The point of this argument is not to maintain that Marx was right about x or y. However, it is to suggest that Mason has not read Marx properly. If post-Marxists have not analysed Marx with sufficient care, their own general theories may be flimsy. Marx was not the kind of thinker to promote simplistic determinism and it is a comedy if people maintain that he was. Close reading is always necessary, even if the relevance of a philosopher to contemporary capitalism is contestable.
“Working women and men, rise again
And take inspiration from Bob Tressell’s pen.”
This play is based on a classic novel. The socialist canon is certainly richer for the poignant contribution of Robert Tressell. However, converting the lengthy narrative into a script is a difficult task. An essential feature of poverty is monotony and boredom is not necessarily what a typical theatre audience wants.
The truncation of the story changes the text into a simple melodrama. Nevertheless, Costal Productions worked hard to manufacture something worth watching. The colourful spectacle was received well in Merseyside yesterday.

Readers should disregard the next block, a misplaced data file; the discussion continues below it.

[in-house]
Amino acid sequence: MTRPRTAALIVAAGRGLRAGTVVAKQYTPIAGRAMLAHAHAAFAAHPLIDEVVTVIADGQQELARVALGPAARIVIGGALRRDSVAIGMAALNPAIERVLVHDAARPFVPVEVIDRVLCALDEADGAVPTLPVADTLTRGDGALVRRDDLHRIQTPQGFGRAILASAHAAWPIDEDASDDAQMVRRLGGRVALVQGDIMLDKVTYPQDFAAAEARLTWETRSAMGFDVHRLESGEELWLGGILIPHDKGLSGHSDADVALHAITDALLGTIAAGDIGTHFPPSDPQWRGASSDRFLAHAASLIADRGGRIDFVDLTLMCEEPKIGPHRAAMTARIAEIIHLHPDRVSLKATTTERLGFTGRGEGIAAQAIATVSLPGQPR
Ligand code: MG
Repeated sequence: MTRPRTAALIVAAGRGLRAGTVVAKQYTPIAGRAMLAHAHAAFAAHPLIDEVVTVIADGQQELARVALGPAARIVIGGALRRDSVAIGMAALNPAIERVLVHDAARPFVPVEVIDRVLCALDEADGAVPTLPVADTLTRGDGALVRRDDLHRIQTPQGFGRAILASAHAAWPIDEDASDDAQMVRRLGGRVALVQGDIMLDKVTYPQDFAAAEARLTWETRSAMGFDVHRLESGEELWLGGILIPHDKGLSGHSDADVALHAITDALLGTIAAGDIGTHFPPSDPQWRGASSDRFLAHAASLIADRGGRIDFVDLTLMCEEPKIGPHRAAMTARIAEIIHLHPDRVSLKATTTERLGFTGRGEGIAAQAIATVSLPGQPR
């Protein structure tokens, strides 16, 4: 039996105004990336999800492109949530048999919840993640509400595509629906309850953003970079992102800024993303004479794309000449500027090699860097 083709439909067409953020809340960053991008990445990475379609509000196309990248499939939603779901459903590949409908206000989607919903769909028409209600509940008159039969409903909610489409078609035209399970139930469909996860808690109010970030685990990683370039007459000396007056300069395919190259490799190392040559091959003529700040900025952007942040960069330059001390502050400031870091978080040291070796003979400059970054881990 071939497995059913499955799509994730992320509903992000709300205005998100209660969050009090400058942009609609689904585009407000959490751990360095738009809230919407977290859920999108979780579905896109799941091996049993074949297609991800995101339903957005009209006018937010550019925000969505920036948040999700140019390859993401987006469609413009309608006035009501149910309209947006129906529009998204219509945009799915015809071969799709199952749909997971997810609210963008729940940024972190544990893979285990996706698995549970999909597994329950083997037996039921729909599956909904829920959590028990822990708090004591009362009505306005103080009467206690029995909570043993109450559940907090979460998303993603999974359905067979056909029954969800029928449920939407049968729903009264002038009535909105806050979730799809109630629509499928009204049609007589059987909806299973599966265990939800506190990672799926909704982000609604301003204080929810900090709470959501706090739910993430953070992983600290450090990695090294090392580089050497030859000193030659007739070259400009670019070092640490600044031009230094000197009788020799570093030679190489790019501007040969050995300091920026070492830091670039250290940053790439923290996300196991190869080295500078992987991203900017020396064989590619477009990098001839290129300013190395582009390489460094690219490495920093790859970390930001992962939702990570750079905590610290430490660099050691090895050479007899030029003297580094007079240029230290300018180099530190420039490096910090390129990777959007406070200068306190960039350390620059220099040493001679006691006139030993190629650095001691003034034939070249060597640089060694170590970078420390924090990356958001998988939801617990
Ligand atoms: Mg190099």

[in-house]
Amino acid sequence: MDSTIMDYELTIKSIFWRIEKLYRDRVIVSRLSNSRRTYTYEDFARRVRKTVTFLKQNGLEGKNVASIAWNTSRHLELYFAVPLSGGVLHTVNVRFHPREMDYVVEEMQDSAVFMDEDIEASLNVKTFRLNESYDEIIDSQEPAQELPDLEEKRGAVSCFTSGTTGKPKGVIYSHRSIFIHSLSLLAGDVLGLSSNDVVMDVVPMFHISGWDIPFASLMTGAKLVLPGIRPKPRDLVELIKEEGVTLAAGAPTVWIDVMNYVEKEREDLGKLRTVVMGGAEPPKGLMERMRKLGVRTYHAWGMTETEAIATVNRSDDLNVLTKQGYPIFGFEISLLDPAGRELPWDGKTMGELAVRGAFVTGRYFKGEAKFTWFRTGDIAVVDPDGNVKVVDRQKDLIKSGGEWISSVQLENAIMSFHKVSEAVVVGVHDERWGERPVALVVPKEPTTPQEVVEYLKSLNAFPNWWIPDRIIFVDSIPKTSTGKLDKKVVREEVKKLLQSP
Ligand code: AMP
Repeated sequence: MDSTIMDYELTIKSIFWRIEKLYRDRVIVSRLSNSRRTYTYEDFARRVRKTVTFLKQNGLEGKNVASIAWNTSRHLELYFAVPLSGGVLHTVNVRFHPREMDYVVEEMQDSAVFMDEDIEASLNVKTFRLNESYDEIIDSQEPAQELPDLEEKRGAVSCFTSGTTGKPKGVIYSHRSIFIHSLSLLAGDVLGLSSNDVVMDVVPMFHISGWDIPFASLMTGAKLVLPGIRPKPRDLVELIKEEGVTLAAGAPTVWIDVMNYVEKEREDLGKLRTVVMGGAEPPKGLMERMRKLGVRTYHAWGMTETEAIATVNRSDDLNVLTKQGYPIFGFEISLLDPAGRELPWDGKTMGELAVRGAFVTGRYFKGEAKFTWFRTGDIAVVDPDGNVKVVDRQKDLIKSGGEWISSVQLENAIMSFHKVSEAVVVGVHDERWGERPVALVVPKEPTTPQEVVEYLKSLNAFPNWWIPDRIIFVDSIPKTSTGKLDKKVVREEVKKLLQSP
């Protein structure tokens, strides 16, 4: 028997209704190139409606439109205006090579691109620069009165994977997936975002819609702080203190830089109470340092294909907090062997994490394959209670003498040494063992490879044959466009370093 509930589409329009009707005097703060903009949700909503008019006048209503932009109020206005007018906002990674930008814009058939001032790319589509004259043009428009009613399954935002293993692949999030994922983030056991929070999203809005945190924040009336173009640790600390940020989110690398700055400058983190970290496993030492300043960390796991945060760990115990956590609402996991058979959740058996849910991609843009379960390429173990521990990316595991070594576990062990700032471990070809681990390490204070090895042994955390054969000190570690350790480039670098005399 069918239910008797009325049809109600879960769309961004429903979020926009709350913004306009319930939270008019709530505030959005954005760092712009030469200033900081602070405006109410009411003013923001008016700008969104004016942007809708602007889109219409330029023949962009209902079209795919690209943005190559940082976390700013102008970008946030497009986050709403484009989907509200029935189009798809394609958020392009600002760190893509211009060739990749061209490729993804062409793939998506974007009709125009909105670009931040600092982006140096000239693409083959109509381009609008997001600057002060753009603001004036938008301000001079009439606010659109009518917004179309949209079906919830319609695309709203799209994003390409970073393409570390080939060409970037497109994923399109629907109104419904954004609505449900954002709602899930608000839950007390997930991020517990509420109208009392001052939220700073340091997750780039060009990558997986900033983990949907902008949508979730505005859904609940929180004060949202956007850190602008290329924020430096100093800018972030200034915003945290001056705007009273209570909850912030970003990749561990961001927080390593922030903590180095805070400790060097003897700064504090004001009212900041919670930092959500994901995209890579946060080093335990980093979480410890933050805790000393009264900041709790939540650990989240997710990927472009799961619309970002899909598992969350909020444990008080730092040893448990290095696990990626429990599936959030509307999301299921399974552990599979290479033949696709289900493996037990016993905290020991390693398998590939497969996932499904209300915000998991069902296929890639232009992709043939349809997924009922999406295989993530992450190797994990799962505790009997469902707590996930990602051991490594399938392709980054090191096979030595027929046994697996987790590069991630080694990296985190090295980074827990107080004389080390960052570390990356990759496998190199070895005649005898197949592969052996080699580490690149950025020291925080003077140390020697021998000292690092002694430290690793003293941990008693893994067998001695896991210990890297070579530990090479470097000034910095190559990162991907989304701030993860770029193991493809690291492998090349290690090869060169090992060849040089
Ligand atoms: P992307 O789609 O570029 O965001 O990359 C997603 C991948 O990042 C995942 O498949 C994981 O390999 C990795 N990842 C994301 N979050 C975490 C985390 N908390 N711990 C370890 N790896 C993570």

Ultimately, the play raises as many questions as answers. Tony Benn wrote about the meaning of the book, but the brevity of his analysis was really disappointing. As a result, an interpretation of the work is dependent on context and personal perspective. While there is some resonance between the fictional past and the political present, there remains a gap. The complexity of the history of the British working class cannot be ignored and the prospects for democratic change are still uncertain.
This sparkling collection of four plays illustrates the wisdom, range and wit of Bernard Shaw. Each play has its strengths and weaknesses, but Arms and The Man and Candida seem to outshine The Man of Destiny and You Never Can Tell. Nonetheless, the quality gap is subjective and small between these colourful entertainments.
While the casual reader may enjoy the texts for their simple pleasures, it is interesting to note how serious themes are touched on in the course of the comedies. For example, there is a reflection on the class structure and the family in one play. In another of the narratives, there is a caustic attack on the confusing contradictions of the English national character: